Karen von Hahn, Globe and Mail, Canada: David Lynch’s latest production may not involve talking logs or dancing dwarves, but it is, nonetheless, bizarre. The Twin Peaks auteur, who has been meditating for 90 minutes twice a day for the past 30 years, recently became the spokesman for an initiative called the Committee for Stress-Free Schools, which aims to introduce transcendental meditation into classrooms across the United States as a way to combat the stress of high school and improve grades.
“Meditation is the key that opens the door to a vast ocean of pure consciousness, pure bliss,” Lynch said at an April 2 press conference in L.A. “When the light of peace comes up, negativity just goes away.”
One would think that the premise of schools teaching young children to empty their minds rather than fill them would raise a few red flags. Not to mention, in this day and age, when we are freaking about the obesity epidemic among children who are ferried to school from home by car, and spend their precious free time on their widening rear ends in front of computer and TV screens, the notion of introducing a program that forces them to sit still for a few minutes every day as a “health” initiative.
Now, I’m such a New Age-sympathizer that I’ve never met a healing practice I didn’t like, but, sorry, meditating for better marks and a quieter classroom seems to me like a low-rent version of the teachings of the Dalai Lama.
And yet the plan has struck a chord in the United States and Canada, even with Bishop Strachan, this country’s oldest private school for the education of young women. Presumably, for educators in the public system, strapped for both cash and a popular way out of the current education crisis, regular tuning out looks increasingly like a good idea. Hey — it’s not only hip, it’s so cheap they can even afford to do it in India!
On March 10, a group of educators, physicians and parents, members of the New York Committee for Stress-Free Schools, packed a meeting room at the Helmsley Palace Hotel for a conference entitled Improving Academic Achievement and Reversing the Alarming Rise of Classroom Stress through Transcendental Meditation. According to The New Yorker, which covered the event in its Talk of the Town section, high-level scientists and educational theoreticians hyped the physical and psychological benefits of meditation on the younger set.
Dr. Gary Kaplan, the director of clinical neurophysiology at North Shore University Hospital on Long Island, spoke of the “coherence of activity between the hemispheres and the front and the back of the brain.” Rita Benn, a director of education at the Center for Complementary and Alternative Medicine at the University of Michigan, presented data from a recent study of Detroit middle-schoolers who have been practising meditation for the past six years, which found that meditating students had more positive feelings and were more adaptable than their non-meditating peers. And Jane Roman Pitt, a senior fellow at the Institute of Science, Technology and Public policy in Fairfield, Iowa, (the home of the widely respected Maharishi School of the Age of Enlightenment, where the 300 students practise group meditation and yogic flying daily) described the cultural benefits of meditative silence.
“To walk into a room and see a hundred middle-school students in a state of silence — deep, pure silence that you can feel as well as hear — is wonderful,” Roman Pitt said.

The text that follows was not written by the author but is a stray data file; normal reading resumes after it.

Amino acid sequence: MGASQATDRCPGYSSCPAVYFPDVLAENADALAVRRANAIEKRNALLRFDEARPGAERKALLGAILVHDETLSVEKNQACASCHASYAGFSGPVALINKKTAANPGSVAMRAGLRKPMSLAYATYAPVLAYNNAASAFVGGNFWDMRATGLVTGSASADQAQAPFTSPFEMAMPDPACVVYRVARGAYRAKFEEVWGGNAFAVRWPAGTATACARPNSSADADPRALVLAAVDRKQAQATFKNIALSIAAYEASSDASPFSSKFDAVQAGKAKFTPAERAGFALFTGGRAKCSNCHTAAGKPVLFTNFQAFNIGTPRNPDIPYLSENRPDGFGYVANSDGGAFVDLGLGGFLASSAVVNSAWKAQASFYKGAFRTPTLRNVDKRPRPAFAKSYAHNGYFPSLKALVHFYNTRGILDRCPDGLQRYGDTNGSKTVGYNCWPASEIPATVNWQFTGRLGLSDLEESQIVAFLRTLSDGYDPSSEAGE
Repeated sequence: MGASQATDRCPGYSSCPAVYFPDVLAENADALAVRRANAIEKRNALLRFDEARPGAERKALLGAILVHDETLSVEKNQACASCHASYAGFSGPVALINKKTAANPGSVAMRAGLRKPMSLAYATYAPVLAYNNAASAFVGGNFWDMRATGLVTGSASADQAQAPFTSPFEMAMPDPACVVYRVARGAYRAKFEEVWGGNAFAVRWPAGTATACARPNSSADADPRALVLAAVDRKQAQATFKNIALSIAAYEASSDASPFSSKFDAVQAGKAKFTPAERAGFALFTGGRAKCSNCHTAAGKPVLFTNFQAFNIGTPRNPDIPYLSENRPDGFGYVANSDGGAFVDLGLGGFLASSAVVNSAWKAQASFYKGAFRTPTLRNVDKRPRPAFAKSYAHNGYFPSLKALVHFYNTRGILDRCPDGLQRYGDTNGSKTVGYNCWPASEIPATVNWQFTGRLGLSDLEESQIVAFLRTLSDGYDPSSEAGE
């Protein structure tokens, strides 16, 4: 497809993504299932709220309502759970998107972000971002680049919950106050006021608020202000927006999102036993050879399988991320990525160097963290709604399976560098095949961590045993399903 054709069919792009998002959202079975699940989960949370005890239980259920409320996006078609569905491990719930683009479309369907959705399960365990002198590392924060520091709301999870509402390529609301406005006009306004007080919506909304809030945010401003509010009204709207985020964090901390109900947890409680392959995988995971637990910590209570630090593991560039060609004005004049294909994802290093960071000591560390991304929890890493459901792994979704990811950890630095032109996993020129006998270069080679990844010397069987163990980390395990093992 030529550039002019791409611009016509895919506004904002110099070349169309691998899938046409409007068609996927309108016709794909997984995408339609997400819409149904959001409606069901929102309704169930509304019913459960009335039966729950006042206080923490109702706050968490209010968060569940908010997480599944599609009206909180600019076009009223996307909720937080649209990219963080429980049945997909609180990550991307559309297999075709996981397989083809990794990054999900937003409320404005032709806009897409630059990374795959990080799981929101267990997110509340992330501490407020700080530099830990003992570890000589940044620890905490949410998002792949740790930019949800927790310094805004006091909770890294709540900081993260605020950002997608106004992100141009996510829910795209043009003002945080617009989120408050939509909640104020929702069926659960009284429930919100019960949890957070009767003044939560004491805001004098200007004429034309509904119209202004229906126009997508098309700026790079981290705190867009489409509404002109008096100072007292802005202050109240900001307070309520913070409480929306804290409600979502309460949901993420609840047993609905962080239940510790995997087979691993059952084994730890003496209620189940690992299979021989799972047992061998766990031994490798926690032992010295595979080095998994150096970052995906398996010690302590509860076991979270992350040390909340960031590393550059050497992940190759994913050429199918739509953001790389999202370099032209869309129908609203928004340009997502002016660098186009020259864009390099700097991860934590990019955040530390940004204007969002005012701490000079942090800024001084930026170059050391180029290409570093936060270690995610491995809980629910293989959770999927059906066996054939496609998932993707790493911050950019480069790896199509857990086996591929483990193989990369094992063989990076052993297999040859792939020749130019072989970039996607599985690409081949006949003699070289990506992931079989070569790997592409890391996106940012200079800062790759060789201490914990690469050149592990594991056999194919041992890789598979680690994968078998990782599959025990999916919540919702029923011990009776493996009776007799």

Ben Pollack, a Grade 11 student at the Maharishi School who came and meditated for the TV cameras, told The New Yorker that “transcendental meditation makes my thinking clearer, so now I can get through any amount of homework. I can do five hours if I need to.” Similarly positive was fellow student Riva Winningham, who claimed that meditating had increased her grade point average.
According to a recent Time magazine cover story, 10 million Americans say they practise some form of meditation on a regular basis, twice as many as a decade ago. There are meditation rooms in airports and offices, while Hollywood stars such as Goldie Hawn have fully tricked out ones at home, with all the gongs and whistles. Along with such coping tools as spas and wellness retreats, and yoga and bio-energetic foods, meditation is emerging as a hot button in the extremely healthy stress-management industry. Time called it the “smart person’s bubble bath.”
This bath has become such a tidal wave, that even here in good, auld Upper Canada, Bishop Strachan School, long associated with the Anglican Church, saw fit to follow its guiding principle of educating the whole child, body, mind and spirit, with the introduction of a New Age fair called Women’s Wellness Day, at which they launched weekly guided meditation classes for students. My daughter, who attends the school, is an enthusiastic participant.
Cathy Gibbs, the chaplaincy intern who runs the sessions, came up with the idea when she observed the way the girls at the school “hit the ground running.” In her view, the non-denominational practice of meditation has become necessary because “the girls work so hard and are involved in so many things that they barely have time to breathe.”
What I recall of being an adolescent (the good part) was that it really didn’t take much more than an afternoon of giggling over nothing with a girlfriend, or lying on the floor listening over and over to the same record, to reach nirvana.
Everyone needs a time out. But I say throwing an adult panacea like meditation at young people is basically an admission that we as a culture have failed them. That their lives, crammed as they are with obligations, are just as hopelessly stressful as our own. And that at the end of the day all we can offer them is the spiritual equivalent of a hot bath — with or without aromatic oils.